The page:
- To drive efficiencies both on the brewing side of both businesses as well as within logistics and administration
- To leverage a stronger buying relationship with suppliers
- to create a complimenting beer portfolio
Now for a quick overview of the merger...
Boston Beer Co (Samuel Adams)
- Number 2 craft brewery in the USA
- 4.3 million barrels brewed annually
- 1 US beer barrel is 115 litres, which equates to about 500 million litres
- Annual sales of $995 million USD
- Number 13 craft brewery in the USA
- 300,000 barrels brewed annually, equates to 35 million litres
- Annual sales of $120 million USD
- Deal was worth $300M
- Dogfish Head co-founders Sam and Mariah Calagione will receive about 406,000 shares of Boston Beer stock valued at $314.60 per share = $128M USD
- Dogfish Head shareholders will get a $173M payout
- LNK Partners, a private equity firm that had a 15% stake in Dogfish head, will exit the investment
Once Merged Revenue & Volume
- $1.1B USD company in revenue
- 4.6 million barrels a year = 529 million litres
- Some synergies to be found with both businesses having many commonalities in roads to market, meaning some cost savings possible
The Merger In Comparison to the Australia Beer Market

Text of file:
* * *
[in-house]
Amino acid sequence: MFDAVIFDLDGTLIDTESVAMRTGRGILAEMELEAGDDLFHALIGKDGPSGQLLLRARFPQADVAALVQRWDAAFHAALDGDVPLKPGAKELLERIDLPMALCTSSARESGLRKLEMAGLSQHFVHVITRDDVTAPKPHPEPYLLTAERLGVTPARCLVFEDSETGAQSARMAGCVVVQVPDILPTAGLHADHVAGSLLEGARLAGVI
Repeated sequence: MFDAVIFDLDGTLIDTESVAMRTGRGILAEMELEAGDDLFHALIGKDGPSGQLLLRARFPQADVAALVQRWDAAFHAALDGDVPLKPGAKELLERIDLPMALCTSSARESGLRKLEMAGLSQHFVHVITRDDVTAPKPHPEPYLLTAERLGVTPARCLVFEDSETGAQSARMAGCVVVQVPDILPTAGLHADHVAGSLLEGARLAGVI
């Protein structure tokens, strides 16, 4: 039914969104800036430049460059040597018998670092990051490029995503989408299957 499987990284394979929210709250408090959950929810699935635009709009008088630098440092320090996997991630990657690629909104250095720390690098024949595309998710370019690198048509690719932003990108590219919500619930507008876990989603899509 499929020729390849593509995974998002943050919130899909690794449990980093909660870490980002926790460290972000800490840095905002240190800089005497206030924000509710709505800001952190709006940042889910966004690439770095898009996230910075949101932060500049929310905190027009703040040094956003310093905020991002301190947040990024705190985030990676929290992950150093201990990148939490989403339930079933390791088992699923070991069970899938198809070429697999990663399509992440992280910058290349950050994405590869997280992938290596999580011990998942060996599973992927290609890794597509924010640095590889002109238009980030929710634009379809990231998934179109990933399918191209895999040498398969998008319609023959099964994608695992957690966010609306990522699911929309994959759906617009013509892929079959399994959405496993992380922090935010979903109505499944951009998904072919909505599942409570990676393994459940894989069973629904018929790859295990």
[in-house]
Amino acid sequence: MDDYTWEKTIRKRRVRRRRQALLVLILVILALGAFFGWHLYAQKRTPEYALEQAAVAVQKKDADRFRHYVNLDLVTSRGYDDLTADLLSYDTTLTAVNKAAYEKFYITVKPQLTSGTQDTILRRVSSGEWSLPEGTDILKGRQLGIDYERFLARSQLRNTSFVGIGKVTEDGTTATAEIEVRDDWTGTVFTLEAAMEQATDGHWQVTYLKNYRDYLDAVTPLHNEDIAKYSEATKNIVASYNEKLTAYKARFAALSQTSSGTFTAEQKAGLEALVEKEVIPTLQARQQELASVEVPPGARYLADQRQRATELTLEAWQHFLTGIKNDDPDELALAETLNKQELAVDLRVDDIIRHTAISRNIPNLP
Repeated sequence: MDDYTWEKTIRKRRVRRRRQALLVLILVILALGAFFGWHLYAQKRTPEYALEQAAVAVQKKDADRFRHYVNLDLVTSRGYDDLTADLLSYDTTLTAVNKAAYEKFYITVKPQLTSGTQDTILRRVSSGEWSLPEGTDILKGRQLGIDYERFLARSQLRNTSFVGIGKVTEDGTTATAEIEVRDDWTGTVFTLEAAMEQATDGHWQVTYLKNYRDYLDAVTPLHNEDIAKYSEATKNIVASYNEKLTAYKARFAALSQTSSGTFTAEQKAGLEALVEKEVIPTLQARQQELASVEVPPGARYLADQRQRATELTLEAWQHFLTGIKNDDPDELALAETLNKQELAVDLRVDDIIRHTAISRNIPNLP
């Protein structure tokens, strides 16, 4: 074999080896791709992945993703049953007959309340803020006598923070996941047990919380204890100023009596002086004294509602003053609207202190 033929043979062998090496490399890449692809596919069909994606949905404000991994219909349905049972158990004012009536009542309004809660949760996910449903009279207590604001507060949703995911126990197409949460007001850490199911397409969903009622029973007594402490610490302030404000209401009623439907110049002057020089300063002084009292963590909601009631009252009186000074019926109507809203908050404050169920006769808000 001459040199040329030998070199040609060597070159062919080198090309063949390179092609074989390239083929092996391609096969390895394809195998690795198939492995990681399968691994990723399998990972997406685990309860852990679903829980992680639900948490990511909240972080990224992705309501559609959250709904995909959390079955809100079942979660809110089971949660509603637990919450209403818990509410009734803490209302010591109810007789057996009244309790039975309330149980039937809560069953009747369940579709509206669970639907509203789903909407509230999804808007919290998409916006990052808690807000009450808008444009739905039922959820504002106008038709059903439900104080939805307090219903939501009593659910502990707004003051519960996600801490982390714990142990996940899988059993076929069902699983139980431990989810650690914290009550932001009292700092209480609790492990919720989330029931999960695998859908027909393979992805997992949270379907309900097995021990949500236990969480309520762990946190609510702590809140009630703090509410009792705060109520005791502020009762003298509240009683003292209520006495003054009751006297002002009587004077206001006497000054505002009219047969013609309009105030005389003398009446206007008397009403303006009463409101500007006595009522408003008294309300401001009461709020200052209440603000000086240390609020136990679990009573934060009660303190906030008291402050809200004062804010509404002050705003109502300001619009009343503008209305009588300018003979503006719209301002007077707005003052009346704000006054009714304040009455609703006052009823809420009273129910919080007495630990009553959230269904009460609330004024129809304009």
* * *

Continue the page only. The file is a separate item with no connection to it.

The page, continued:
The Australian the beer market is worth about $4.9B AUD, producing 1.2 billion litres a year. CUB and Lion have about 45% share each (craft beer has about 10% share of value and 5% share of volume)
This means, once merged Boston Beer Co / Dogfish Head will be (by volume):
- almost the equivalent of half the total Australian beer market
- roughly the same size as either CUB or Lion
- about 10 times the size of our entire craft beer market
For perspective the likes of Two Birds Brewing brew between 1 and 2 million litres and Stone & Wood produce 12 million litres of craft beer per year.
Craft Breweries Per Capita
It's interesting to look at both the American and Australian craft beer markets in terms of the number of craft breweries per capita to understand if there is anything Australian breweries can learn from the American market.
In the USA there are currently 7,000 craft breweries with an estimated 1,000 more breweries to open in 2019.
To say it is a competitive market is an understatement. It is becoming cut throat.
With a population of 327M this equates to 1 brewery for about every 46,000 people.
In Australia we have approximately 600 breweries with a new brewery opening every once a week.
Australia has a population of 25M this equates to 1 brewery for about every 42,000 people.
Lets look at that again...
USA = 1 : 46,000
Australia = 1 : 42,000